Biochar Research Explores Climate and Production Benefits
Researchers at the University of Connecticut are exploring the potential to utilize forest byproducts to create biochar that could then be used in climate-smart agricultural practices. They’re evaluating biochar’s impact on food production, soil health, and environmental sustainability, and say it performs well. “Through the global data synthesis, you can see that across different soil and climate conditions, biochar, together with other practices, can help farmers to sustain food production. It can also reduce greenhouse gas emissions, reduce nitrogen leaching, and save soil water,” says Yawen Huang, the study’s lead author. Meanwhile, the Salisbury Independent reports that scientists at the University of Maryland, Florida A&M University, University of Florida, and the University of California-Davis received a $4.8 million in Partnerships for Climate-Smart Commodities funding to conduct trial studies on different types of biochar and its potential benefits as a supplementary fertilizer source. This project will focus on using poultry litter biochar to grow leafy greens in Maryland, while the other universities will test other forms of biomass as raw material for biochar and produce different types of produce, like legumes.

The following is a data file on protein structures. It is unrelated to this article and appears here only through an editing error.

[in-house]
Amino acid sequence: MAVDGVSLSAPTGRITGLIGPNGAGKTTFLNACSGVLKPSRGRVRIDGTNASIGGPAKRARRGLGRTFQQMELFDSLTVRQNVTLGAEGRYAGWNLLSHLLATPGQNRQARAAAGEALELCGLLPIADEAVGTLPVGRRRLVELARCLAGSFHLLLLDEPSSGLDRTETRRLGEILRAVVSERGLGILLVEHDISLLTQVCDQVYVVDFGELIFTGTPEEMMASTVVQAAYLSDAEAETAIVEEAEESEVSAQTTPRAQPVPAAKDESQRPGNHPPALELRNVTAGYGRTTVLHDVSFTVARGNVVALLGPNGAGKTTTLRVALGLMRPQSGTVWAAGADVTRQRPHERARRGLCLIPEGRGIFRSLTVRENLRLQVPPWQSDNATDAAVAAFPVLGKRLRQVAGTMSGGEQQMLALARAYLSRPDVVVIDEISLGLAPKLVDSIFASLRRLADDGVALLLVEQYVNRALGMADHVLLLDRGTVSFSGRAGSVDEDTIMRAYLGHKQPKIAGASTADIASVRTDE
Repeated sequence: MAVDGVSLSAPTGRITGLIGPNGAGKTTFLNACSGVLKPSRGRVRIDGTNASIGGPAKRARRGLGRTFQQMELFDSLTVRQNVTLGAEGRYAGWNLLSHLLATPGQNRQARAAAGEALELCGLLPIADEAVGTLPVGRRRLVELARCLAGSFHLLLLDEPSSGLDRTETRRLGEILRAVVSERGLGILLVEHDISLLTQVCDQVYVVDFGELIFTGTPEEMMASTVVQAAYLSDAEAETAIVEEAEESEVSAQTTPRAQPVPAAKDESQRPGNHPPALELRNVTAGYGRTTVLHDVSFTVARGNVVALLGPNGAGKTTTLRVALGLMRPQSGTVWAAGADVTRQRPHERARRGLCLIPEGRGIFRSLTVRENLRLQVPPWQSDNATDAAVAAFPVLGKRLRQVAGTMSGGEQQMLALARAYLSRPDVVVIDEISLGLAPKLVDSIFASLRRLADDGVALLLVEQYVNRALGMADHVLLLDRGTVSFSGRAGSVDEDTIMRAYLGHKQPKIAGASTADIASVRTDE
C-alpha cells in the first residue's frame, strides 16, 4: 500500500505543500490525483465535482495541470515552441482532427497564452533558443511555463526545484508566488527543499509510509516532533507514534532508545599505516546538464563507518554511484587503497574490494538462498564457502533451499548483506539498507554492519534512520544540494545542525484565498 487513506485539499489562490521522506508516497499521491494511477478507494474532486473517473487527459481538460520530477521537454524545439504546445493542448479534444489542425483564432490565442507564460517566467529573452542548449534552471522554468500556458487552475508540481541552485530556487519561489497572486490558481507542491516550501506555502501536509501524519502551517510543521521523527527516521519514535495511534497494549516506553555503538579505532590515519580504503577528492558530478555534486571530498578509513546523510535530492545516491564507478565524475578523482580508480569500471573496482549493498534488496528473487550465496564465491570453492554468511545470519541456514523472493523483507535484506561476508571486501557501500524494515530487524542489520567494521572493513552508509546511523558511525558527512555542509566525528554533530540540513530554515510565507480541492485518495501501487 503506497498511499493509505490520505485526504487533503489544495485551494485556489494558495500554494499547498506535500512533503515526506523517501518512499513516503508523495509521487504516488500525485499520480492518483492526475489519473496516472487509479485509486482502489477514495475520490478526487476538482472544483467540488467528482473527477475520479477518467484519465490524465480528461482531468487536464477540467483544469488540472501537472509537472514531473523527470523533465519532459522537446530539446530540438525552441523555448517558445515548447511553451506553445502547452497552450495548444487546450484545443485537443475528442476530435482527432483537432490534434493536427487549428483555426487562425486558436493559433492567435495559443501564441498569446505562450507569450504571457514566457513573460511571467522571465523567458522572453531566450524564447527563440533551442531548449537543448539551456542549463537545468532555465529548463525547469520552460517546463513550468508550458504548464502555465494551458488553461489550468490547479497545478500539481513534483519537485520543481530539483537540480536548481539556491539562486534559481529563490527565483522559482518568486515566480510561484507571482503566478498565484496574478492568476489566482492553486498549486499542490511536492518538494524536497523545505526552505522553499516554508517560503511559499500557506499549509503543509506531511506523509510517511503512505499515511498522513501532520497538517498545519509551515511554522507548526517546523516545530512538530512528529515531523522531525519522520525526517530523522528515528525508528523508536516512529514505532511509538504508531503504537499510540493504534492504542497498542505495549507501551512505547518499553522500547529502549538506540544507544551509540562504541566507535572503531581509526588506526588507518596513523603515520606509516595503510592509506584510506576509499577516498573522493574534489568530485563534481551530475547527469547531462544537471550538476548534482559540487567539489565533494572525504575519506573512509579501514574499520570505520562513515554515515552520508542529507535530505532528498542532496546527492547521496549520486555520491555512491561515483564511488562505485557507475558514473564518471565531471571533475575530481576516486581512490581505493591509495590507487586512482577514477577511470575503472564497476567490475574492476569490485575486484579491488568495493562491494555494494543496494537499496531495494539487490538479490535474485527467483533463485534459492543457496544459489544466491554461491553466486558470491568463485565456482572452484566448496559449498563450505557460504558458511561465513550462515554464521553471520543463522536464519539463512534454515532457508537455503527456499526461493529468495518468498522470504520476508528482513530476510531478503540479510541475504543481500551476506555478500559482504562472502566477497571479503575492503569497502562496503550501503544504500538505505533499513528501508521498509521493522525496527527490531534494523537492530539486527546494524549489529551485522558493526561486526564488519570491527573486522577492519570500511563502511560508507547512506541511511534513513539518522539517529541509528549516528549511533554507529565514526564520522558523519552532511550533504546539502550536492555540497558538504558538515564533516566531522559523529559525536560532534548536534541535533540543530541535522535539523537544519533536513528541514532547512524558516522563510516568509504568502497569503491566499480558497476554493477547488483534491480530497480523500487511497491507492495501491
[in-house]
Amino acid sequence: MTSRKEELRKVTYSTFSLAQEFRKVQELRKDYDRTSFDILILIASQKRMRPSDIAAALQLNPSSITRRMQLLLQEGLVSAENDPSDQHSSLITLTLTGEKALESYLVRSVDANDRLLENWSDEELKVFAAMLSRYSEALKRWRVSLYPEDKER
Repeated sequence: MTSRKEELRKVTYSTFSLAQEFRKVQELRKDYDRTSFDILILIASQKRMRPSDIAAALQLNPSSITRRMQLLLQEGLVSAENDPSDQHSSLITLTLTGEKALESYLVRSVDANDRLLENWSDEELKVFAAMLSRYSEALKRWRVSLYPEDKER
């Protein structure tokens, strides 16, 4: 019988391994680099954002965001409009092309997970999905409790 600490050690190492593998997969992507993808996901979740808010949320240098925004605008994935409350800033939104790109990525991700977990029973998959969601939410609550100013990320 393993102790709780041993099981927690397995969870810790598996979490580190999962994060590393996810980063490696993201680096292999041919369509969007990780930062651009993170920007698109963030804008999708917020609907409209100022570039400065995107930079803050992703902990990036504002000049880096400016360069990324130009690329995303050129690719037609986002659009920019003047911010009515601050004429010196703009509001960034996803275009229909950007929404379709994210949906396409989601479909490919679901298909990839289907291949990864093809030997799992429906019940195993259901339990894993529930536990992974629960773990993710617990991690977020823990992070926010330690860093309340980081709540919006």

Related ATTRA Podcast: What is Biochar?